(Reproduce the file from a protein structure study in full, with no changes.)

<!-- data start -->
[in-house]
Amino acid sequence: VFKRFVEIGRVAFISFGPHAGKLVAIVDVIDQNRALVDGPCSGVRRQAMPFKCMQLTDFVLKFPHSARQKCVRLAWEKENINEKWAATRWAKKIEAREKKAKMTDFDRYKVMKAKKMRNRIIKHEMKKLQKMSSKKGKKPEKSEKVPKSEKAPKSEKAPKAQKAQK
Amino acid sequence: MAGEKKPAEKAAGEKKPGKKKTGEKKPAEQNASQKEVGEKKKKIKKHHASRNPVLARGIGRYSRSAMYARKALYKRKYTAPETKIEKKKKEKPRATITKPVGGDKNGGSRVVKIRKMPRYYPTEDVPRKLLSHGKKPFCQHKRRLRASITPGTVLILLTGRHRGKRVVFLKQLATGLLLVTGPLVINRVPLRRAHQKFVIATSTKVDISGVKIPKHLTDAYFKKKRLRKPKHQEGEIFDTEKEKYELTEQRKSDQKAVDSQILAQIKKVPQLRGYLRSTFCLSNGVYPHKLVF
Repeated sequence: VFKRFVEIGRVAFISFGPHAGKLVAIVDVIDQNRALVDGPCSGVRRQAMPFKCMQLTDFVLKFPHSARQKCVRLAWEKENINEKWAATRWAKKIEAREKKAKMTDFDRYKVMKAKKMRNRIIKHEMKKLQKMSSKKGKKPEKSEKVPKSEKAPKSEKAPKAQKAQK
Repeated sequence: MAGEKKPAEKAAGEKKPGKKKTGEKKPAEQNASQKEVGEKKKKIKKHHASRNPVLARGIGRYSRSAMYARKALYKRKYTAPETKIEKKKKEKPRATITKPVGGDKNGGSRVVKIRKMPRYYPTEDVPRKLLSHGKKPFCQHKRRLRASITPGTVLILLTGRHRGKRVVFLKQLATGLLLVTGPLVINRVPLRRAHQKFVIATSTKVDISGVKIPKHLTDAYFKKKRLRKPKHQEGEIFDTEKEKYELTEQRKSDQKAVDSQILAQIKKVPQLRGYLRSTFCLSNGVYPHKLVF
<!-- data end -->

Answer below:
[in-house]
Amino acid sequence: VFKRFVEIGRVAFISFGPHAGKLVAIVDVIDQNRALVDGPCSGVRRQAMPFKCMQLTDFVLKFPHSARQKCVRLAWEKENINEKWAATRWAKKIEAREKKAKMTDFDRYKVMKAKKMRNRIIKHEMKKLQKMSSKKGKKPEKSEKVPKSEKAPKSEKAPKAQKAQK
Amino acid sequence: MAGEKKPAEKAAGEKKPGKKKTGEKKPAEQNASQKEVGEKKKKIKKHHASRNPVLARGIGRYSRSAMYARKALYKRKYTAPETKIEKKKKEKPRATITKPVGGDKNGGSRVVKIRKMPRYYPTEDVPRKLLSHGKKPFCQHKRRLRASITPGTVLILLTGRHRGKRVVFLKQLATGLLLVTGPLVINRVPLRRAHQKFVIATSTKVDISGVKIPKHLTDAYFKKKRLRKPKHQEGEIFDTEKEKYELTEQRKSDQKAVDSQILAQIKKVPQLRGYLRSTFCLSNGVYPHKLVF
Repeated sequence: VFKRFVEIGRVAFISFGPHAGKLVAIVDVIDQNRALVDGPCSGVRRQAMPFKCMQLTDFVLKFPHSARQKCVRLAWEKENINEKWAATRWAKKIEAREKKAKMTDFDRYKVMKAKKMRNRIIKHEMKKLQKMSSKKGKKPEKSEKVPKSEKAPKSEKAPKAQKAQK
Repeated sequence: MAGEKKPAEKAAGEKKPGKKKTGEKKPAEQNASQKEVGEKKKKIKKHHASRNPVLARGIGRYSRSAMYARKALYKRKYTAPETKIEKKKKEKPRATITKPVGGDKNGGSRVVKIRKMPRYYPTEDVPRKLLSHGKKPFCQHKRRLRASITPGTVLILLTGRHRGKRVVFLKQLATGLLLVTGPLVINRVPLRRAHQKFVIATSTKVDISGVKIPKHLTDAYFKKKRLRKPKHQEGEIFDTEKEKYELTEQRKSDQKAVDSQILAQIKKVPQLRGYLRSTFCLSNGVYPHKLVF